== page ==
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Virtual humans equal to real ones in helping people practice leadership skills

By Peter Rejcek, science writer

Image: Christopher A Salerno/

Research into the use of virtual and mixed-reality technologies for training suggests a wide range of applications

Researchers at the Human Interface Technology Lab New Zealand at the University of Canterbury compared the effectiveness of virtual humans to real ones for helping people practice leadership skills. They found that virtual humans with realistic characteristics can be equally effective in these types of training scenarios. This was especially the case in mixed reality settings, which blend real and digital worlds together, providing an anchor to reality that appeared to positively impact performance and engagement.

A virtual human can be as good as a flesh-and-blood one when it comes to helping people practice new leadership skills. That’s the conclusion from new research published in the journal Frontiers in Virtual Reality that evaluated the effectiveness of computer-generated characters in a training scenario compared to real human role-players in a conventional setting.

Practice-based training techniques, including role-playing, are sometimes used to help improve training outcomes. However, these methods can be expensive to implement, and often require specialized knowledge and even professional actors to create realistic training environments. In addition, some trainees can feel intimidated in these role-playing scenarios.

Researchers at the Human Interface Technology Lab New Zealand at the University of Canterbury wanted to find out if computer-generated role-players in virtual and mixed-reality settings could provide similar levels of effectiveness to address some of the drawbacks to traditional training techniques.

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Credit: Matsuda et al.

In VR, or virtual reality, participants are completely immersed in a digital world. In mixed reality (MR), elements of the digital world are overlaid onto the physical world.

For the study, the researchers designed eight virtual humans, as well as realistic VR and MR environments using commercially available software and hardware. They recruited 30 people, split into three groups, who would undergo training using a well-known leadership model.

One group involved interactions between leadership trainees and two human role-players who acted as subordinates. The second group interacted with virtual human subordinates in a VR world, while the last group met in a MR setting where participants could see virtual humans in a real office space.

Trainees were scored on how well their leadership style matched each situation based on predefined criteria before and after they received coaching. The result: All three groups improved their performance between the pre- and post-training session, while the MR cohort had a statistically significant mean increase.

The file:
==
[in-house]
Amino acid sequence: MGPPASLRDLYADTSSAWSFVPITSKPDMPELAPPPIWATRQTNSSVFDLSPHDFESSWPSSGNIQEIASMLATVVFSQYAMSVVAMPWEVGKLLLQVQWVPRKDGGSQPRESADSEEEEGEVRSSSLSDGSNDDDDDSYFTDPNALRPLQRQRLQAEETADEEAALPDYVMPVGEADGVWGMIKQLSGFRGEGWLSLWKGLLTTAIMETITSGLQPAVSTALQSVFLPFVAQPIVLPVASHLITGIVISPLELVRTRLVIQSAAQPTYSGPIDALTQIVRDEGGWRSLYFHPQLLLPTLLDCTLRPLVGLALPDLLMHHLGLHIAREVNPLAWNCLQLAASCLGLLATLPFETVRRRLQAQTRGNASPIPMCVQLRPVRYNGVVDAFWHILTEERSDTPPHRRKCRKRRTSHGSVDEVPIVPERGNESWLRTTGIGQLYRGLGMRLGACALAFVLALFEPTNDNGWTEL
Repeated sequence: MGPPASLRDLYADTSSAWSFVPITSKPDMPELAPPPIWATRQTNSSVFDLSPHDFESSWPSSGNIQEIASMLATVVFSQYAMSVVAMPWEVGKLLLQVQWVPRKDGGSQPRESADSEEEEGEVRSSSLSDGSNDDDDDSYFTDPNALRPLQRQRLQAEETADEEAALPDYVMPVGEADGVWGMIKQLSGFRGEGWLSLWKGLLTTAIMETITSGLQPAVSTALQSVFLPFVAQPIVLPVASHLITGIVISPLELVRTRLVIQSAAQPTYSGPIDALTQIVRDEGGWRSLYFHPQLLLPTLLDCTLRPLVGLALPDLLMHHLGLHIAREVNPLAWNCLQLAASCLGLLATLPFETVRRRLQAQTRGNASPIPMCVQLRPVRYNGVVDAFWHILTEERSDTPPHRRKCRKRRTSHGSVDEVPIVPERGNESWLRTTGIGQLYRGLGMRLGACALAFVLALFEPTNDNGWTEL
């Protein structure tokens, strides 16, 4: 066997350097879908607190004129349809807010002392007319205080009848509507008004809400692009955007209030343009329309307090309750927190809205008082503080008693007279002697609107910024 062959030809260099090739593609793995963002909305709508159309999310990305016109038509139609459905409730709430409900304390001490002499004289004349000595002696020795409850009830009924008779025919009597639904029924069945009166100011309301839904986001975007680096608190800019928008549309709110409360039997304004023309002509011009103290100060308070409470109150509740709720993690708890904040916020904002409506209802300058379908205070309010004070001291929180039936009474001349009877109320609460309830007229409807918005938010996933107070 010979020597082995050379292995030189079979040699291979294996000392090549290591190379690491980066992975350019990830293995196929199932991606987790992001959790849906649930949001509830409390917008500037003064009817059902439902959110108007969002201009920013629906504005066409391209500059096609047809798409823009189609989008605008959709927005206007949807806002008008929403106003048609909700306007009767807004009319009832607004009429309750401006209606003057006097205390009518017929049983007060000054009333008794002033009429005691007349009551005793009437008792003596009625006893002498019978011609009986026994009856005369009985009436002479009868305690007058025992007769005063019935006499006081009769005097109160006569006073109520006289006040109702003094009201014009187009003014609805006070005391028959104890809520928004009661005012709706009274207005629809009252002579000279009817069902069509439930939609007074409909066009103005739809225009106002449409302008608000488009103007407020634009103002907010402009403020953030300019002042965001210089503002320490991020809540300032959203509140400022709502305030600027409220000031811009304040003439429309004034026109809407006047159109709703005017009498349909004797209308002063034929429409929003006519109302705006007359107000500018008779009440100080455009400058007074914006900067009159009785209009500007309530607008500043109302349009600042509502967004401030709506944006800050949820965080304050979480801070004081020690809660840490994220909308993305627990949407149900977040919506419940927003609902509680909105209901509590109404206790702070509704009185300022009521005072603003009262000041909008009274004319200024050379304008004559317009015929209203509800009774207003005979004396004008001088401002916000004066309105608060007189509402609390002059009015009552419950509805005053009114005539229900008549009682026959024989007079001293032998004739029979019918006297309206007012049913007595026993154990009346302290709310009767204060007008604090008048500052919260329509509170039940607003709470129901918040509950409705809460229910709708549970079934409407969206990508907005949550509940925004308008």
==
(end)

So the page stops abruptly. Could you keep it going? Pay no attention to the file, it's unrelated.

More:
“The most remarkable finding is that virtual human role-players have been shown to be as effective as real human role-players to support the practice of leadership skills,” says Gonzalo Suárez, lead author of the paper.

Obstacles to overcome

Suárez said one possible reason for the better results was that the MR setting blended reality and the virtual world, allowing participants to perform in a safe learning environment with known features.

“Participants were able to perceive their real bodies and characteristics of the physical room where the experiment was conducted while interacting with virtual humans,” he notes. “On the other hand, the experience provided by the VR scenario was completely new for the participants.”

Previous studies of extended reality (XR) technologies – a term that refers to all environments using computer-generated graphics and wearables – have shown that they can provide both effective technical training and development of social skills, according to Suárez. One advantage is that XR allows learners to practice their skills and knowledge in multiple scenarios that may be too dangerous or expensive to replicate in the real world.

The current pandemic is another example of how XR technologies could be applied. “Institutions such as schools and universities can greatly benefit by using these technologies,” Suárez notes.

However, there are still barriers to widespread adoption of the technology. For example, the equipment to render high-quality XR experiences can be expensive, and development could require the expertise of several different types of professionals.

Suárez said he believes those obstacles will eventually be overcome. “More sophisticated and automated content creation tools will arise over time, and their implementation will only strengthen the adoption of XR technologies for the creation of more effective and engaging learning experiences,” he said. “In fact, many of these topics are currently being worked on in projects within the HIT Lab NZ.”

Credit: Matsuda et al.

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